Our everyday life revolves around skin color. From the time we wake up in the morning, we must make sure the first thing we lay our eyes on is pure and white, anything dark would be bad luck, according to superstitions.  Next, the sun; this beautiful ball of roaring light that helps us thrive everyday has become a nuisance for us. We are told to avoid being in the sun. It’s no wonder 70% of people living in India are Vitamin D deficient. Almost every cream on the market is infused with skin lightening chemicals that are proudly advertised on its packaging. 

Let’s face it - we perceive black as ugly and evil. Have you ever seen a black Hindu god or goddess? They are all portrayed in light pristine colours. Even the goddess Kali, who is depicted in a dark skin tone, is not painted black but a dark navy blue. Even Krishna, who is portrayed as dark-skinned in scriptures, is often shown in fair or blue skin. Our culture is obsessed with whiteness. The Hindu elephant god Ganesh is portrayed in pure white colours when elephants are not even white? Even pictures of Sikh Gurus are depicted in light skin tones, although they could have been dark skinned individuals. 

In recent years, India’s film industry has produced a few films on dark skin tone. One such example is the comedic Punjabi film Kala Shah Kala (2019) which translates to “My black romeo”. The character playing a dark-skinned bachelor is Binnu Dhillon who is on the hunt for a beautiful bride. But his family and friends make it very clear to him that it will be very difficult for him to find a wife because he is so dark-skinned. He tries various things to make his skin lighter such as facials, whitening creams and even tries to wear colors that make him look lighter. But nothing works. He is constantly made fun of for his dark skin colour throughout the film; it is what makes the film so popular. In the end, a beautiful light skinned girl gradually falls in love with him because of his qualities. The film makes the argument that the only reason Binnu Dhillon was able to make a girl fall in love with him was because of his down to earth qualities.  The message I got after watching this film was Black is never beautiful however, with time, if given a chance, can be loveable. If you ask me, this message does not sit well with me. 

The Bollywood movie, Bala (2019), is another film that focuses on unconventional beauty standards. There is no doubt that thick luscious hair and clear white skin are two important physical traits South Asians strive to have. In the film, Bala Shukla, played by Ayushmann Khurrana is a man in his late twenties who struggles with premature baldness and wears a wig to cover his bald head. He is also a fairness cream salesman and is attracted to a light skinned model. Latika, played by Bhumi Pednekar (who is not dark-skinned in real life), is portrayed as a dark-skinned and intelligent young woman who is constantly criticized by society for her skin tone. Latika is not at all bothered by her skin tone and loves herself regardless. However, her skin tone is constantly getting her into trouble. For example, there is a scene in the film, where Bala cheats off of Latika’s school assignments (during their elementary school years) and passes them off as his to his crush, a light skinned pretty girl. When Latika confronts Bala in front of his crush, he berates her, using her skin colour as a weapon of choice. This particular scene from the film is another reminder of how dark-skinned individuals have continued to be treated with disrespect. Researchers call this the “bad is black” effect. New York University professors conducted six studies that showed a link between skin tone and whether a person committed a criminal act. They also found that media portrayed darker photographs of citizens, celebrities and politicians during their transgression. Thus again, equating to the idea that “bad is black”.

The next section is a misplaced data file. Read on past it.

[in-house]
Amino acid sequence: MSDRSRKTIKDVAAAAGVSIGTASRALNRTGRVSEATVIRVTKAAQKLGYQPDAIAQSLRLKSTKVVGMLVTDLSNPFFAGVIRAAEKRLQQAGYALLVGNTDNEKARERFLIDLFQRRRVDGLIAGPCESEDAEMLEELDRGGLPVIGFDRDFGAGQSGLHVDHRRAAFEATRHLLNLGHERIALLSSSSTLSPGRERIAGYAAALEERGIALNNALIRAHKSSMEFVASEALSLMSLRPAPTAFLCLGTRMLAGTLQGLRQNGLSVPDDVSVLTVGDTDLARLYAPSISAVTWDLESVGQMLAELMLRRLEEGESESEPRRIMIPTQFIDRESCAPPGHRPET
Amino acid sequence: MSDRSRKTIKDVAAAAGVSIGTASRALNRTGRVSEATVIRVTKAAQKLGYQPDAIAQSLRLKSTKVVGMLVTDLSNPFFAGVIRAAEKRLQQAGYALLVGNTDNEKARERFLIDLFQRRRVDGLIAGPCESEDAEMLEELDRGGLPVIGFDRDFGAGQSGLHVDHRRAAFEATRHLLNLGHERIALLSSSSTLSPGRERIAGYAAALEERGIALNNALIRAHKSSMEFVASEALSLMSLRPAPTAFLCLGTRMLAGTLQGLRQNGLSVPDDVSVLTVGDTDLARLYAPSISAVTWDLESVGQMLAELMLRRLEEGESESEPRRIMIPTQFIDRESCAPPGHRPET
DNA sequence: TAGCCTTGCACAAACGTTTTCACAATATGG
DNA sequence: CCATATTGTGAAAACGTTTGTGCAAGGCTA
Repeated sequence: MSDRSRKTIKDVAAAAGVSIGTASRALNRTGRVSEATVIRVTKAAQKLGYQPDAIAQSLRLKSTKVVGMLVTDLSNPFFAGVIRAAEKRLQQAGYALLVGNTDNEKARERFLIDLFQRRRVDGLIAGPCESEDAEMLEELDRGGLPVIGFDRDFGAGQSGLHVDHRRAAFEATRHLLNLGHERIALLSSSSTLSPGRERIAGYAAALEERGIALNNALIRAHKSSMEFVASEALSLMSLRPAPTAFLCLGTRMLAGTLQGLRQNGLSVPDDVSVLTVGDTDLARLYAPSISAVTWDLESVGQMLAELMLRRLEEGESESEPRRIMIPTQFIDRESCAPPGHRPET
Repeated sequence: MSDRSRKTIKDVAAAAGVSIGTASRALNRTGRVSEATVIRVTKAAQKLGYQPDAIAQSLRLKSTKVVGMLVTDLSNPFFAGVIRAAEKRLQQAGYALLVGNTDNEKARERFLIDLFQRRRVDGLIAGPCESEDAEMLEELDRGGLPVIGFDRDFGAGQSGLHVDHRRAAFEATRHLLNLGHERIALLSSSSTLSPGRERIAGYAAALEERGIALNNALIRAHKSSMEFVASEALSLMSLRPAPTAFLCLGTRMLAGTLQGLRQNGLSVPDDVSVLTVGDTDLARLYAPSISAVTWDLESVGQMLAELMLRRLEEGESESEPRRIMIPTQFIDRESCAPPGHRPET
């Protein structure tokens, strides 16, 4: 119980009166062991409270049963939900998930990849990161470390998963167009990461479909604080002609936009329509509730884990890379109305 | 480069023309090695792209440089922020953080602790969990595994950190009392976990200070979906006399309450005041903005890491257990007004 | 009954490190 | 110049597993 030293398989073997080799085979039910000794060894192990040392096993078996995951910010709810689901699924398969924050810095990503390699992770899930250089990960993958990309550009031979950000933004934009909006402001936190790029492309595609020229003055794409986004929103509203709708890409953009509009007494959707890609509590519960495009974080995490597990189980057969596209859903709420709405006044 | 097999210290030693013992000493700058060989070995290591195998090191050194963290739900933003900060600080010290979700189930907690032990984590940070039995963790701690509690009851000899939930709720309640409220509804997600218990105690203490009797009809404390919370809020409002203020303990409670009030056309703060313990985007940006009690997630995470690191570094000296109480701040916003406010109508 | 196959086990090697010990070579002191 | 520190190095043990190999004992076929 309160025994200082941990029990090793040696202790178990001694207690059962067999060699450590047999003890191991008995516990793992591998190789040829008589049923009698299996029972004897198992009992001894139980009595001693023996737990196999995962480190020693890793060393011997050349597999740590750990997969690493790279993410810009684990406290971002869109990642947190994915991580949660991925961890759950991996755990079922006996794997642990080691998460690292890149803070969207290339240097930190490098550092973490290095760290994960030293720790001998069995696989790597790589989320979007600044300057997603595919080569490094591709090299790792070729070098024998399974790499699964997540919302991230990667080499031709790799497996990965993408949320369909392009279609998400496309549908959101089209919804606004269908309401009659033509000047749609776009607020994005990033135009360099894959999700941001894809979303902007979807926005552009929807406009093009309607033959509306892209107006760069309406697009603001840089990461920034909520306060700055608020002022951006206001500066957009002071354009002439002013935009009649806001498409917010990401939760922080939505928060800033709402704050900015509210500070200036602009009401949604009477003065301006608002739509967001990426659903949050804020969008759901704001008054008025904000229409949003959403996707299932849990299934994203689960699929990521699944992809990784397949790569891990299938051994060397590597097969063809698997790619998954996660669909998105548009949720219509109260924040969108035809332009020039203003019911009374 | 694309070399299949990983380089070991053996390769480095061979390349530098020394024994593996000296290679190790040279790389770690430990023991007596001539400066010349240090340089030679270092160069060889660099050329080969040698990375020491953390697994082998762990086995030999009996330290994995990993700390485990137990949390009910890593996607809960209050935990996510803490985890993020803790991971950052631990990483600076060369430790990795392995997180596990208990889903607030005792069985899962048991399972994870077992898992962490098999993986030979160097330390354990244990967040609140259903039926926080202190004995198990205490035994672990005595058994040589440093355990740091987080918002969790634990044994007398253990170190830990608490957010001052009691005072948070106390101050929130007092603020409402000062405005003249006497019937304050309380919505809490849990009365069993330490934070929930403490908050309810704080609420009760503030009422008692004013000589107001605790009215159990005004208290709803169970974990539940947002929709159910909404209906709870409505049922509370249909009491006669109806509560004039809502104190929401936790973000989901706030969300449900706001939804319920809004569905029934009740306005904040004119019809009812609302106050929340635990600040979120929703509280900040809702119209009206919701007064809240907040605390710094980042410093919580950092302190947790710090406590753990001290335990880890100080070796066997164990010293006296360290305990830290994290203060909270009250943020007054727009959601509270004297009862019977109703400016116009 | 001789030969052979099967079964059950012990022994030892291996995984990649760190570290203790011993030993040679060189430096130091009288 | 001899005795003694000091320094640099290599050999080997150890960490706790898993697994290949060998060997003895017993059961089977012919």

Fast forward to present day. Here we are with our Black colleagues, friends, neighbors marching in protest of George Floyd’s vicious murder. “Hand in hand, we can.”  But at the same time, we have not changed our own mindsets on how we perceive dark colors, dark skinned people and Black communities. I have to stay second generation South Asians see people of different colours and races as their equals but we still have deeply engrained biases and I still overhear people equating fairness with beauty. Until we, as a whole, do not see people of every race and colour as our equals; there will always be wars, murders, civil unrest and most of all, there will always be inequality.  

 

REFERENCES

Aryan Migration: Who are our ancestors, really? Scroll.in. https://www.youtube.com/watch?v=uBuZ9Kd0yRA

Brant, William. Beyond Legal Minds. The Library of Congress.

Carmel, Christy. (2017). Sexuality and the Public Place in India: Reading the Visible. Routledge. 

Carrington, Kerry. (2014). Feminism and Global Justice. Social Science. Routledge

Desmond, Matthew & Emirbayer, Mustafa. (2009). What is Racial Domination? Du Bois Review: Social Science Research on Race. 

Gettlemen, Jeffrey & Suhasani Raj. (2018). How Caste Still Rules in India. The New York Times. 

Grewal, Daisy. (2017). The Bad is the Black Effect. Behavior & Society. Scientific American

Hood, Robert. (1994). Begrimed and Black: Christian Traditions on Blacks and Blackness. Fortress Press

Nil, Naresh. (2018). Dark is Divine: What Colour are Indian gods and goddesses? BBC News

Sidangi, Charan Himansu. (2008). Dalit: The Downtrodden of India. Gyan Publishing House

 0
             
Write a Comment
     
 
Security Code 
 
Comments (0)
Shakuntala Devi becomes second most watched on OTT platforms!
Critics have loved Shakuntala Devi and so have the audiences.
Sonu Sood and Malaika Arora recreate the
Sony Entertainment Television?s popular show India?s Best Dancer is known for...
​Nothing speaks better than success.
Vivid Eyecare
Brars Rasmalai